An adaptation is the characteristic of an organism that makes it likely to survive. There are three types of adaptations: structural, physiological, and behavioural. Structural adaptations are physical features, physiological adaptations are related to the internal body functions, while behavioural adaptations refer to how organisms respond to stimuli (Beavis 2014). This paper will discuss some adaptations that help koalas and eucalyptus trees survive in their environments.
Part One: Koala
(Pet Setter n.d.)
Koalas, an Australian native, have the scientific name, ‘Phascolarctos cinereus’, meaning 'ash grey pouched bear.' They are sometimes called koala bears due to their resemblance to bears. However, they are not related to each other. Instead, koalas are related to other marsupials, such as kangaroos and wombats. Being a marsupial means that the females have a pouch for newborns. The Australian Koala Foundation estimated that less than 80000 koalas are left in Australia (Australian Koala Foundation n.d.).
Koalas are arboreal mammals, meaning that they live in trees. They live in eucalyptus trees and feed on their leaves, which are poisonous to most animals. A koala’s home is decided by two main factors: the presence of other koalas and eucalyptus trees. They can eat other tree leaves, but that usually occurs only when eucalyptus leaves are absent (Crawford n.d.).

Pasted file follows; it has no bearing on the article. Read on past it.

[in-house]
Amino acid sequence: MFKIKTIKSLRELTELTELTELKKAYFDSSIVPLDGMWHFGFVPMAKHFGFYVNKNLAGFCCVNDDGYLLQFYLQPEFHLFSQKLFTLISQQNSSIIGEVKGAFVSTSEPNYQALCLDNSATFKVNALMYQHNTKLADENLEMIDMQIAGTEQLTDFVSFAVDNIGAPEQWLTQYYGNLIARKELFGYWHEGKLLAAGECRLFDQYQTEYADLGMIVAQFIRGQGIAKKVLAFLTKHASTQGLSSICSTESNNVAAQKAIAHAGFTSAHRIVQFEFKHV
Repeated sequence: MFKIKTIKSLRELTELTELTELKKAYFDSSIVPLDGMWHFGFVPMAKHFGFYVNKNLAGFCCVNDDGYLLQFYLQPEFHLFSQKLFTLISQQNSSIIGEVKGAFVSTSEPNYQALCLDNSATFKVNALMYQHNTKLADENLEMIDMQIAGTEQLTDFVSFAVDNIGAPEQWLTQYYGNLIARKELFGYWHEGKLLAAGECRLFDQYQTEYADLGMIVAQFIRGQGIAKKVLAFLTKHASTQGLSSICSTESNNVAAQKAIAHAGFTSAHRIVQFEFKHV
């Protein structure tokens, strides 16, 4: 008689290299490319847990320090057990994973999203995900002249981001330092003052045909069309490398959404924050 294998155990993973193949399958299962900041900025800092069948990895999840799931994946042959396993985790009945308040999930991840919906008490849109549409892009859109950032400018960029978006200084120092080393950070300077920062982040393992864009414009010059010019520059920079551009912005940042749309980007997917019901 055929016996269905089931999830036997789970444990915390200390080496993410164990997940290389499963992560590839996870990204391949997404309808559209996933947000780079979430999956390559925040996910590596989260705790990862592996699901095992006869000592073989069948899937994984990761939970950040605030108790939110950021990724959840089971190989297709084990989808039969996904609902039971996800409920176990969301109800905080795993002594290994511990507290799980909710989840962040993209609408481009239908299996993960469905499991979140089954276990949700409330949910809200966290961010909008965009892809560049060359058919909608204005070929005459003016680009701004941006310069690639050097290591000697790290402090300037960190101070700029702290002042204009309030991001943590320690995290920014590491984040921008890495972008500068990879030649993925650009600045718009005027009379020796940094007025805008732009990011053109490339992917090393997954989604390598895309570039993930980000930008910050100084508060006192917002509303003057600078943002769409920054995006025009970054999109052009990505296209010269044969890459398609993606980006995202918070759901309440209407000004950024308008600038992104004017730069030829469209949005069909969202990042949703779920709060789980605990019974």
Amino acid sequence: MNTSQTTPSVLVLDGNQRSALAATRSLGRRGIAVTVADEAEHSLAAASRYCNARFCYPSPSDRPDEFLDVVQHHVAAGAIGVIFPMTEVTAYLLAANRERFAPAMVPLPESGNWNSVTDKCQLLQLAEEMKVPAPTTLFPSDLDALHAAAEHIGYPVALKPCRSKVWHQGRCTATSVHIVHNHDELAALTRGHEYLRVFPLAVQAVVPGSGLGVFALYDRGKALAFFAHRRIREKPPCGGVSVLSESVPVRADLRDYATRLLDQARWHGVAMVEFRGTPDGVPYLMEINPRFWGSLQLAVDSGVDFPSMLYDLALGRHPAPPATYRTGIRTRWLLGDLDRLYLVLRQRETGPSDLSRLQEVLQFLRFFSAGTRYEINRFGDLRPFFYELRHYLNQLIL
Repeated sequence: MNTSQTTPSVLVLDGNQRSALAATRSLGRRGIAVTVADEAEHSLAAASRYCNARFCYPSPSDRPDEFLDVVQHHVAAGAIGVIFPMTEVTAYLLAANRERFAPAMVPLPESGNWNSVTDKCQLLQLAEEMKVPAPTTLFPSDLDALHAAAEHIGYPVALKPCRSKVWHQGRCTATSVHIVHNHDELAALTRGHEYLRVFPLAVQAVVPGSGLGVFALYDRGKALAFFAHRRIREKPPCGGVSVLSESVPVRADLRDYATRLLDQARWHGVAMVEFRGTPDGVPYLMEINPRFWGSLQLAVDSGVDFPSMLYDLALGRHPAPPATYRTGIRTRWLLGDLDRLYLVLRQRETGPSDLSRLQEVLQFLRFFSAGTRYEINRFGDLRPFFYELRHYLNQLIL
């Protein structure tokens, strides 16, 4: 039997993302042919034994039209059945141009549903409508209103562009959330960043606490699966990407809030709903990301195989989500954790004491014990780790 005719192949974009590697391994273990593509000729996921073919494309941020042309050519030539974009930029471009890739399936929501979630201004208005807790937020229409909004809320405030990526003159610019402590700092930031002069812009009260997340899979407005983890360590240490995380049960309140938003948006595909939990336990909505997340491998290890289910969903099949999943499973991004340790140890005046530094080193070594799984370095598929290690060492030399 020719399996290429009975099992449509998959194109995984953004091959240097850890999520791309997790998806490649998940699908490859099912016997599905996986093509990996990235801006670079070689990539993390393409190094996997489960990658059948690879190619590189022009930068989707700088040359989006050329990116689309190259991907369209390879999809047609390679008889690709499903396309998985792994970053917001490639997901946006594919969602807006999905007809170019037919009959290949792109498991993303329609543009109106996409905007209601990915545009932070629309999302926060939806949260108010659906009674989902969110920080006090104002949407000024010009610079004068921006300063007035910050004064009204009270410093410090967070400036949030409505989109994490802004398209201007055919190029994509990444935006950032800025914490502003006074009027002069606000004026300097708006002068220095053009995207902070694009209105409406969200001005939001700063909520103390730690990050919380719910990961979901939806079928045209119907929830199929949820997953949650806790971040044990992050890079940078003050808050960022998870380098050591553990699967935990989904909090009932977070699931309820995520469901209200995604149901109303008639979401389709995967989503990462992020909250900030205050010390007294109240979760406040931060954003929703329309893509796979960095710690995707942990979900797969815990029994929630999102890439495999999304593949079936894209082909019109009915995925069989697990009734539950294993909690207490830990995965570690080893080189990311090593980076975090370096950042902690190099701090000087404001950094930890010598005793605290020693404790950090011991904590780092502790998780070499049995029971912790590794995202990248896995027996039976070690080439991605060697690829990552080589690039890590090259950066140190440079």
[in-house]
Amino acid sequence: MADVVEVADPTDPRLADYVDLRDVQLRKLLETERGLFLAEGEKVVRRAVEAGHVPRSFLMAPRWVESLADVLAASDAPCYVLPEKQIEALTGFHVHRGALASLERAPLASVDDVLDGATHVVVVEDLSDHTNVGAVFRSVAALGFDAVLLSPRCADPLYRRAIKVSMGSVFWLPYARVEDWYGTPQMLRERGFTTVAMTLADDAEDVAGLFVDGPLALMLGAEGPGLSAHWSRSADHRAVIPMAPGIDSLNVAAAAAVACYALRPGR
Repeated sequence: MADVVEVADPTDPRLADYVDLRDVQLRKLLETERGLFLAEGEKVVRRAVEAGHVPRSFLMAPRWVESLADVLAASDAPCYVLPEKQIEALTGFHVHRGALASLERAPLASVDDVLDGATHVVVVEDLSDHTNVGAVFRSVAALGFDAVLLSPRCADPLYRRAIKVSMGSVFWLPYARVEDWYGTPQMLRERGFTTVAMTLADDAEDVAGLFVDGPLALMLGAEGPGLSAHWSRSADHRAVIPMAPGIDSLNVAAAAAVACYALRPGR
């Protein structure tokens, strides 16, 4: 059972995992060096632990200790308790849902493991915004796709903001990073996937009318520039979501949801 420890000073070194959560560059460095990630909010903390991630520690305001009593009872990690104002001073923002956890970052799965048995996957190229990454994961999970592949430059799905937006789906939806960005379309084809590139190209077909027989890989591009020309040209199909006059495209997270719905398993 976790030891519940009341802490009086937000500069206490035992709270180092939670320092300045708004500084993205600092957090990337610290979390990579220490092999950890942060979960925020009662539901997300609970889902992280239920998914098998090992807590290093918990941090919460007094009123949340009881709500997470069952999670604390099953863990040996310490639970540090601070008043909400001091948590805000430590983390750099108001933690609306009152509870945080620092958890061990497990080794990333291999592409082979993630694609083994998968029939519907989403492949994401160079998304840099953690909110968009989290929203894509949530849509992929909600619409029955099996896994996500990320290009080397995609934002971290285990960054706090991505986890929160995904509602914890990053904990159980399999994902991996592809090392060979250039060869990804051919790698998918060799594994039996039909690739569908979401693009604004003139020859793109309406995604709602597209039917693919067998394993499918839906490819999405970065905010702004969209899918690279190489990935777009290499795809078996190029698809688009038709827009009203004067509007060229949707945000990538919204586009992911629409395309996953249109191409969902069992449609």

Wild koalas are found mainly along Australian East Coast and South Australia as shown on the map.
(Australian Koala Foundation n.d.)
Koalas have pear shaped bodies that help in balancing and positioning themselves in tree forks. They also have reduced tails and long limbs that help in sitting and climbing. Their rumps have more fur compared to other body parts to give a cushioning effect. Another adaptation that has been noted is that koalas in the south are larger and have thicker fur when compared to their northern counterparts. This is said to be due to the south having colder winters (Australian Koala Foundation n.d.).
To get an easy grip during climbing, sitting, and eating, koalas have unique paws, as can be seen in the picture. The front paws are used mainly for gripping while the hind paws are structured for efficient grooming (Crawford n.d.). Koala fur also acts as a raincoat by repelling moisture when it rains (Australian Koala Foundation n.d.).
Koalas have curved spines to allow them to lounge comfortably on trees. Their nose is highly attuned to smells. It is said that they can determine the toxic level of leaves just by sniffing them. They also have a small brain which leads to a low metabolism as little energy is needed to run the body functions (Crawford n.d.).
Koalas have large ears because they need sensitive hearing due to living far apart from other koalas. It also allows them to hear predators on the ground. Due to their low metabolism, koalas have a lower...